National Security Center Stage in Heated Presidential Debate

Republican presidential nominee Donald Trump and Democratic nominee Hillary Clinton debate at Hofstra University, N.Y., on Sept. 26, 2016. Screenshot photo.

Hillary Clinton and Donald Trump sparred over the looming threat of ISIS, cyber warfare, the proliferation of nuclear weapons, and the United States’ relationship with NATO, Russia, and other state actors during a heated and often unusual presidential debate Monday night.

Though the US faces cyber attacks from independent hacking groups, Clinton said Russia poses the most significant threat. “There is no doubt now that Russia has used cyber attacks against all kinds of organizations in our country. I’m deeply troubled by this. I know Donald is very praiseworthy of Vladimir Putin, but Putin is playing a dangerous game here,” said Clinton. “We recently learned this is one of their preferred methods of trying to wreak havoc and collect information. We need to make it very clear that the US has much greater capacity and we’re not going to sit ideally by and let state actors go after our information.”

Trump agreed that, “as far as cyber we should be better than anyone else,” but said, “I don’t think anybody knows Russia broke into the [Democratic National Committee]; maybe it was China, maybe it was Russia. It could also be somebody sitting at home on their bed that weighs 400 pounds.”

On the threat of nuclear war, Clinton called Trump’s “cavalier attitude toward nuclear weapons … deeply troubling” and said, “a man who can be provoked by a tweet should not have his hands anywhere near” the nuclear codes.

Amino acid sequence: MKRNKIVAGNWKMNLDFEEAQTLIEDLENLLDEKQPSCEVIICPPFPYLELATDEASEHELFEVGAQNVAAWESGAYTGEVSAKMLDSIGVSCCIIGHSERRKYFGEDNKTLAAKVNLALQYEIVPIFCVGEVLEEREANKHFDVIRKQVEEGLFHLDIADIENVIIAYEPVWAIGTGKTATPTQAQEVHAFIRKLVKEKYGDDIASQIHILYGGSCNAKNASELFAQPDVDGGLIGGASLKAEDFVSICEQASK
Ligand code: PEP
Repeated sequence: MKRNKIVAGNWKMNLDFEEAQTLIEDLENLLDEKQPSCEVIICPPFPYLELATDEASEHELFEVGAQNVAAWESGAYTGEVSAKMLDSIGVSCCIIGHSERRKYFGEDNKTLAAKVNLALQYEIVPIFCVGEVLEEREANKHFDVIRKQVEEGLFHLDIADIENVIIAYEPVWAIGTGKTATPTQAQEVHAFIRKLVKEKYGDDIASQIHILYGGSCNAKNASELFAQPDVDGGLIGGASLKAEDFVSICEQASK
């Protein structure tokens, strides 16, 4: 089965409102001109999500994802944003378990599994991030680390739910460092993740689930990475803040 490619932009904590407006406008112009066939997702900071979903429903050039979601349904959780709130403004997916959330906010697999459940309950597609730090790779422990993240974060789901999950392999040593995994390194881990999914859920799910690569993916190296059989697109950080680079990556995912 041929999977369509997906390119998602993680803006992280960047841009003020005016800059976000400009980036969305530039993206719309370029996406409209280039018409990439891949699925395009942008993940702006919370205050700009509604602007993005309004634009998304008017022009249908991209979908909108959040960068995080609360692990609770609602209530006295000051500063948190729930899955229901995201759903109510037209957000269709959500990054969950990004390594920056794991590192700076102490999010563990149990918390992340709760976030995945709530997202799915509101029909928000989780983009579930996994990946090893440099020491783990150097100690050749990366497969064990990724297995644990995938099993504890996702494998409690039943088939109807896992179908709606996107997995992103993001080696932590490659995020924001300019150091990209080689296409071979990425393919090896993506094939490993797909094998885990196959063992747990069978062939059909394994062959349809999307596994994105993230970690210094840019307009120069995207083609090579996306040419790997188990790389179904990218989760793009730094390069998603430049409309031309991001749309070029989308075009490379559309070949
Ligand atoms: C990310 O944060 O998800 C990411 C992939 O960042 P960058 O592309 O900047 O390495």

Trump agreed “the single greatest problem the world has is nuclear armament, nuclear weapons,” but then quickly changed the subject to NATO, saying the United States provides the lion share of defense funding for the alliance and alluded that article 5 protection should not be provided to countries that do not “pay their fair share.”

Trump argued that the United States should not be the world’s policeman and noted that, “We defend Japan, we defend Germany, we defend South Korea … They don’t pay us. That’s why we’re losing a fortune. We lose on everything.” Clinton called for an “intelligence surge” and cautioned about being “dismissive” of NATO “and our friends in the Middle East.” She said the United States should bolster its relationship with allies and try to “vacuum up intelligence from Europe and the Middle East.” Trump said that policy hasn’t worked out so far.

Trump blamed the rise of ISIS on Barack Obama and Clinton’s failed policies, saying the terrorist organization never would have formed “had we taken their oil” and kept troops in Iraq longer. He accused Clinton of providing too many details about how she would attack ISIS on her website and said, “No wonder you’ve been fighting ISIS your entire adult life.” To which Clinton called on the fact checkers to “get to work.” Both agreed ISIS is using the Internet to radicalize people across the globe. Clinton said that’s why the US must “intensify airstrikes against ISIS” and go after its leaders.